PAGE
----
Albuquerque's Officer Daniel Webster remembered as model public servant

Officer Webster died on Thursday, one week after he was shot by a convicted felon during a traffic stop.

Albuquerque Police Department/Reuters
Officer Daniel Webster, a nearly nine year veteran of the Albuquerque Police Department, is seen in an undated picture released by the Albuquerque Police Department in New Mexico. Officer Webster who was shot several times during a traffic stop on October 21, died in a hospital early Thursday, officials said.

Albuquerque Police Officer Daniel Webster died early Thursday morning after being shot outside of a pharmacy during a routine traffic shop Oct. 21.

Webster pulled over Davon Lymon for riding a motorcycle with a stolen license plate and, according to police, the suspect then shot the policeman multiple times before fleeing the scene. Authorities later found Mr. Lymon hiding in a shed with a handcuff on only one wrist.

“Officer Webster was the very best example of a life committed to public service, through his service to our country and to our community,” Chief Gorden Eden said in a statement Thursday morning.

Webster served in the US Army before working as a police officer for nine years. He was awarded Albuquerque police’s Uniformed Officer of the Year in 2013 and served as a representative on the local police union’s board of directors. Webster had previously been on detective duty, but recently returned to the streets because of a local officer shortage.

“It was impossible to know him and not love him,” Stephanie Lopez, the president of the union, told The Associated Press. “Dan was the type of person that would go above and beyond his call of duty…He would respond to make a difference.” 

Lymon had a criminal record, including voluntary manslaughter and aggravated battery charges in 2001, to which he pleaded guilty, and aggravated battery and kidnapping charges in 2014 that were dismissed. 

Webster’s shooting came one day after the Albuquerque highway shooting of 4-year-old Lily Garcia. Supporters of strict gun laws are adding these cases to their reasons for reform. 

As The Monitor’s Henry Gass reported last week, the town of Red Wing, Minn., asked the city council to consider federal hate-crime protections for law enforcement. “Characterizing recent lethal attacks on police as part of a broader national crisis,” and proponents want to make attacks such as Lymon’s subject to hate crime prosecution.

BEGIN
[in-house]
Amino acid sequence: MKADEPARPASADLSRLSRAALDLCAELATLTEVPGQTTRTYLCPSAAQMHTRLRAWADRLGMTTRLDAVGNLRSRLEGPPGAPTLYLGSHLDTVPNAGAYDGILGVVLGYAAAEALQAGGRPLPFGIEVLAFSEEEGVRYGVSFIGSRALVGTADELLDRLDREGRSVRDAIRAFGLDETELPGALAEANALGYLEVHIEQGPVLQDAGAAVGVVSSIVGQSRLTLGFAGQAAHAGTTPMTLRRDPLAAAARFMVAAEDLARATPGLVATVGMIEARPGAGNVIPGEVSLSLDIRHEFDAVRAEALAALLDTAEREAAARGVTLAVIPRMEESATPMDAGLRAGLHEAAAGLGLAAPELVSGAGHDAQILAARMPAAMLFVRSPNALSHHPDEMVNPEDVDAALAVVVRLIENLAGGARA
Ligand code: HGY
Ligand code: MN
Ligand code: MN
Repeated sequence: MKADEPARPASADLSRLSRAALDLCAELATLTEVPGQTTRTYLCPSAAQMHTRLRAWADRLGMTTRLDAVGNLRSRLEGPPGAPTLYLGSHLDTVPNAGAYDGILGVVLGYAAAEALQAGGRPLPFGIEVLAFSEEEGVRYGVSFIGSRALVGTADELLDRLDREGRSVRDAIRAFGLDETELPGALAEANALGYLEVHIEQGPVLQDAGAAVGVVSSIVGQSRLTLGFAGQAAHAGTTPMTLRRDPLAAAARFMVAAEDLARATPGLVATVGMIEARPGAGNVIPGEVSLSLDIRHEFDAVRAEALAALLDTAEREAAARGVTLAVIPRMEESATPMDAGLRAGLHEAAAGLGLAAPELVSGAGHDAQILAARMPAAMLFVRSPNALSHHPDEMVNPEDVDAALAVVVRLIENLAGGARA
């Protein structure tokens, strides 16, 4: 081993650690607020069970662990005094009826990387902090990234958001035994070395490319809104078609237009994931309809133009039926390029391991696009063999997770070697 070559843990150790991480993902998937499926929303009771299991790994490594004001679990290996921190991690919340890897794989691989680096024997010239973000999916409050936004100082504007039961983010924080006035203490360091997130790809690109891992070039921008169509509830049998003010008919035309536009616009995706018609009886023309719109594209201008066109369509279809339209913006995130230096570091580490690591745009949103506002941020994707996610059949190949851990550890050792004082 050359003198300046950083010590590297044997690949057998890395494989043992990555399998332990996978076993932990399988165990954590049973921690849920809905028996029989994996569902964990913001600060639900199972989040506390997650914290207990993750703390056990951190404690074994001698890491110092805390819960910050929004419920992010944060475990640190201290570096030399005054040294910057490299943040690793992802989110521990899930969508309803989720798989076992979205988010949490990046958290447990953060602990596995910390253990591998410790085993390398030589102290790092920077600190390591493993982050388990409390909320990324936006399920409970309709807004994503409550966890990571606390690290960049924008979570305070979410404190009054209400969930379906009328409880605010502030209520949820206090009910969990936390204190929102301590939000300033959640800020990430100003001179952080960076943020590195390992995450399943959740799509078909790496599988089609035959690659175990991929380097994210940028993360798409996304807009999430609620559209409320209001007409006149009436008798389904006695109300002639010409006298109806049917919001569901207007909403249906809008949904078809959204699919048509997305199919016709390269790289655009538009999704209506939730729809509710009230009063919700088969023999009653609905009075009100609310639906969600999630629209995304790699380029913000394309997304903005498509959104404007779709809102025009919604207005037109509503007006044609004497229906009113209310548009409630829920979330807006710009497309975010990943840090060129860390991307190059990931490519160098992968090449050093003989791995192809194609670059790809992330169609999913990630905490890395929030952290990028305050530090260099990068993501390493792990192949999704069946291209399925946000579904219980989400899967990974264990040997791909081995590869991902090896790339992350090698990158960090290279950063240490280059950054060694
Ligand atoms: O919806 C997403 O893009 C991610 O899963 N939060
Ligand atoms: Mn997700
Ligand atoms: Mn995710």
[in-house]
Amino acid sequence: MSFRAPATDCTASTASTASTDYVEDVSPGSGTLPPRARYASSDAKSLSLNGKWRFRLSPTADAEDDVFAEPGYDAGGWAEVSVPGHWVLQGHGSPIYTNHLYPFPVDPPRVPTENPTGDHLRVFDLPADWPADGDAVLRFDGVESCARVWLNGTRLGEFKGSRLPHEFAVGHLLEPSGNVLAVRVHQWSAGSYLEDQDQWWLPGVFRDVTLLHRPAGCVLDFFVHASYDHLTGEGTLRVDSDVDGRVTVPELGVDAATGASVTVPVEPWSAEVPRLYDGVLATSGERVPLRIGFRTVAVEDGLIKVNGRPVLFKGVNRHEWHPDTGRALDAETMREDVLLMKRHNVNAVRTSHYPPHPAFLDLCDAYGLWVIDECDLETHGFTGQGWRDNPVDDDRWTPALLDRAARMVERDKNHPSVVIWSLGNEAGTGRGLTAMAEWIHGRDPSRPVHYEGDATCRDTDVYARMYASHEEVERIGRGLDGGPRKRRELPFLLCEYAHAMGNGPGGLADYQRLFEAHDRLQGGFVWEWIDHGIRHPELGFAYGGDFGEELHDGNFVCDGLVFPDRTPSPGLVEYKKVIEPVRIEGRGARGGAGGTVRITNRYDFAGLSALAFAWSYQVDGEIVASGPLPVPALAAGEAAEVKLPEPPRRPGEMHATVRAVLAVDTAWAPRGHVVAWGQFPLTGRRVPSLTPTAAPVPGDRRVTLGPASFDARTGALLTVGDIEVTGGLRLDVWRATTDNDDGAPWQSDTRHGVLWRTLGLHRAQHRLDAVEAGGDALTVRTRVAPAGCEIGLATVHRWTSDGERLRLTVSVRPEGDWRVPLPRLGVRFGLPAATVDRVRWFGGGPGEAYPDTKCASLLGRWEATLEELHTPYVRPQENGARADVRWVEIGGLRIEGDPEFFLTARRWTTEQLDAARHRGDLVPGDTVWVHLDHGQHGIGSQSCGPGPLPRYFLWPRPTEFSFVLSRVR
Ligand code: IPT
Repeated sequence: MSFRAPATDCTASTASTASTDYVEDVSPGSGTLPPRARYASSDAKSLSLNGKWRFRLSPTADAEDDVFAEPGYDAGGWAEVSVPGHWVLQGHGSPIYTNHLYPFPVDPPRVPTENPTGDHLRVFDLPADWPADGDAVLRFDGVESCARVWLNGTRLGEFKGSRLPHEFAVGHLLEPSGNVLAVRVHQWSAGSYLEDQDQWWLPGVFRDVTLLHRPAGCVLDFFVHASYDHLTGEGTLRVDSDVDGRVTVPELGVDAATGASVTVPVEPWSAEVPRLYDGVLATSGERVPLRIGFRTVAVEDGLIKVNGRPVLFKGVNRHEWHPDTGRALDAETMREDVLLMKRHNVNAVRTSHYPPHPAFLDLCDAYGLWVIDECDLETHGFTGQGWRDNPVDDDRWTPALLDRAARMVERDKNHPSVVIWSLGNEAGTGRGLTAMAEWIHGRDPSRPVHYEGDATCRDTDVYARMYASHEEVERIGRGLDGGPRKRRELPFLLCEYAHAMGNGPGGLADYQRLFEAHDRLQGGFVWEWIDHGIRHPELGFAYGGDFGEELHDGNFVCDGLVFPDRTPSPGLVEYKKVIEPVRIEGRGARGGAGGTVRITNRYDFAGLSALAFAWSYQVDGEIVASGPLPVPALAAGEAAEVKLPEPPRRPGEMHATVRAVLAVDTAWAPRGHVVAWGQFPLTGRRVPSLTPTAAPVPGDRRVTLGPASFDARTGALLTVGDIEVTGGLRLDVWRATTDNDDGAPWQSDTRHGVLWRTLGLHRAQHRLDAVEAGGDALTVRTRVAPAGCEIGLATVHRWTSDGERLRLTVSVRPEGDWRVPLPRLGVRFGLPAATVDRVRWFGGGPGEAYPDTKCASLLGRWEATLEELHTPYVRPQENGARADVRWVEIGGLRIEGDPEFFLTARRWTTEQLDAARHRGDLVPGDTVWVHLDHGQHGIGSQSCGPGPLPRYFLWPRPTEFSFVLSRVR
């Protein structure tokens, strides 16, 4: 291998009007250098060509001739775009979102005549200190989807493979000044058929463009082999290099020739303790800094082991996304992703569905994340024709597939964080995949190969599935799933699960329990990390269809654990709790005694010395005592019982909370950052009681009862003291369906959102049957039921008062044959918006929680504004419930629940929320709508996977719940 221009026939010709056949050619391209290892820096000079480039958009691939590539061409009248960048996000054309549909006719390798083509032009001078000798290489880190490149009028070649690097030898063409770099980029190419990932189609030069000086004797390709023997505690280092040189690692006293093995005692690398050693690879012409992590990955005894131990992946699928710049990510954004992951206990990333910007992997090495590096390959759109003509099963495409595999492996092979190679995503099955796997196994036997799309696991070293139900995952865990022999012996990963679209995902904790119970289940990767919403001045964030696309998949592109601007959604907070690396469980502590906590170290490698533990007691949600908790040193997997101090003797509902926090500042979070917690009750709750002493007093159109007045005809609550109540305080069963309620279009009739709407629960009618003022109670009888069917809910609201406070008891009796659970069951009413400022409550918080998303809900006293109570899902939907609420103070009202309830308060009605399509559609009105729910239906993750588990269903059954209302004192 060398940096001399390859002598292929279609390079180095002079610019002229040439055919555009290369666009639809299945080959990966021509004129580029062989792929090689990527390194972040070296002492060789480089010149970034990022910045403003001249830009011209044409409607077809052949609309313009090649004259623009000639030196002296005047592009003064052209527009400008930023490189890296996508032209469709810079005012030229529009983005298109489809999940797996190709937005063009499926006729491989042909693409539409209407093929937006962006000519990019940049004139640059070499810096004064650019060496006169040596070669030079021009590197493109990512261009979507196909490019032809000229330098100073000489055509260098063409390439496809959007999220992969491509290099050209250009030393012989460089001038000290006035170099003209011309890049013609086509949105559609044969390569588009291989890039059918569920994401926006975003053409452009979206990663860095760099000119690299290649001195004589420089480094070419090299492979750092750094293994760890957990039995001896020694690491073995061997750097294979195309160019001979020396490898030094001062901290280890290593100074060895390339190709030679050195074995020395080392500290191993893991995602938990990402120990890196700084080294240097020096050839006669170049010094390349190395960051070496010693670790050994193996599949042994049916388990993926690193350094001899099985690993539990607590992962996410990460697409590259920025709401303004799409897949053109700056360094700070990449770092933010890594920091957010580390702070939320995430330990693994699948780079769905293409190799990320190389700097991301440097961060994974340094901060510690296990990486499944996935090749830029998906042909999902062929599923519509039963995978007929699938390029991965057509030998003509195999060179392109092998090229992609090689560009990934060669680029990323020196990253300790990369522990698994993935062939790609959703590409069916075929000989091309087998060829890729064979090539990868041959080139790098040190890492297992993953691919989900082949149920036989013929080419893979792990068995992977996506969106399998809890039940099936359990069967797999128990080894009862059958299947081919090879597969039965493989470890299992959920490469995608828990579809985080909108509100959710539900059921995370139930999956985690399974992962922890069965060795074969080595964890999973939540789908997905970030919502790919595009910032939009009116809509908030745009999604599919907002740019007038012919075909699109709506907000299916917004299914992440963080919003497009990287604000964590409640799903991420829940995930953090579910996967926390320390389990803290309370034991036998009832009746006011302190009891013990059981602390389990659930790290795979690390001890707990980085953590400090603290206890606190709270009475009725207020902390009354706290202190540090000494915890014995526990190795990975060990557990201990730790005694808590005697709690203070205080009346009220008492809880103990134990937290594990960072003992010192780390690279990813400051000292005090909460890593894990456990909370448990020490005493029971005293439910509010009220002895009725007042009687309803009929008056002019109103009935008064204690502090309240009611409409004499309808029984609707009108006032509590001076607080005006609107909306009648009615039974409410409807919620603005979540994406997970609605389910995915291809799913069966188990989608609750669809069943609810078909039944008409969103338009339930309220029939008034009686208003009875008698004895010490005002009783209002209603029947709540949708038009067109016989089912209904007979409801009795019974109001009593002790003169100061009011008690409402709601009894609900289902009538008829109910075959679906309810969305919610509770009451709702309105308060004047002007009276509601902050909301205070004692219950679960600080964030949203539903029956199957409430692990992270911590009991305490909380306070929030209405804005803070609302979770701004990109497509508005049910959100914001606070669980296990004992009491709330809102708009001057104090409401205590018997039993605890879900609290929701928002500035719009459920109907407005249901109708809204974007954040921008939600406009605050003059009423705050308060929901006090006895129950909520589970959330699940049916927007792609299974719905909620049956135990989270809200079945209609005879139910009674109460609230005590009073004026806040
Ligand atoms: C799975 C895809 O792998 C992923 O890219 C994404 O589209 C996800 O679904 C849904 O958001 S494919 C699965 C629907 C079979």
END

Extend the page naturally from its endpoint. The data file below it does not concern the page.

This report contains material from the Associated Press.

You've read  of  free articles. Subscribe to continue.

Dear Reader,

About a year ago, I happened upon this statement about the Monitor in the Harvard Business Review – under the charming heading of “do things that don’t interest you”:

“Many things that end up” being meaningful, writes social scientist Joseph Grenny, “have come from conference workshops, articles, or online videos that began as a chore and ended with an insight. My work in Kenya, for example, was heavily influenced by a Christian Science Monitor article I had forced myself to read 10 years earlier. Sometimes, we call things ‘boring’ simply because they lie outside the box we are currently in.”

If you were to come up with a punchline to a joke about the Monitor, that would probably be it. We’re seen as being global, fair, insightful, and perhaps a bit too earnest. We’re the bran muffin of journalism.

But you know what? We change lives. And I’m going to argue that we change lives precisely because we force open that too-small box that most human beings think they live in.

The Monitor is a peculiar little publication that’s hard for the world to figure out. We’re run by a church, but we’re not only for church members and we’re not about converting people. We’re known as being fair even as the world becomes as polarized as at any time since the newspaper’s founding in 1908.

We have a mission beyond circulation, we want to bridge divides. We’re about kicking down the door of thought everywhere and saying, “You are bigger and more capable than you realize. And we can prove it.”

If you’re looking for bran muffin journalism, you can subscribe to the Monitor for $15. You’ll get the Monitor Weekly magazine, the Monitor Daily email, and unlimited access to CSMonitor.com.

QR Code to Albuquerque's Officer Daniel Webster remembered as model public servant
Read this article in
https://www.csmonitor.com/USA/Justice/2015/1029/Albuquerque-s-Officer-Daniel-Webster-remembered-as-model-public-servant
QR Code to Subscription page
Start your subscription today
https://www.csmonitor.com/subscribe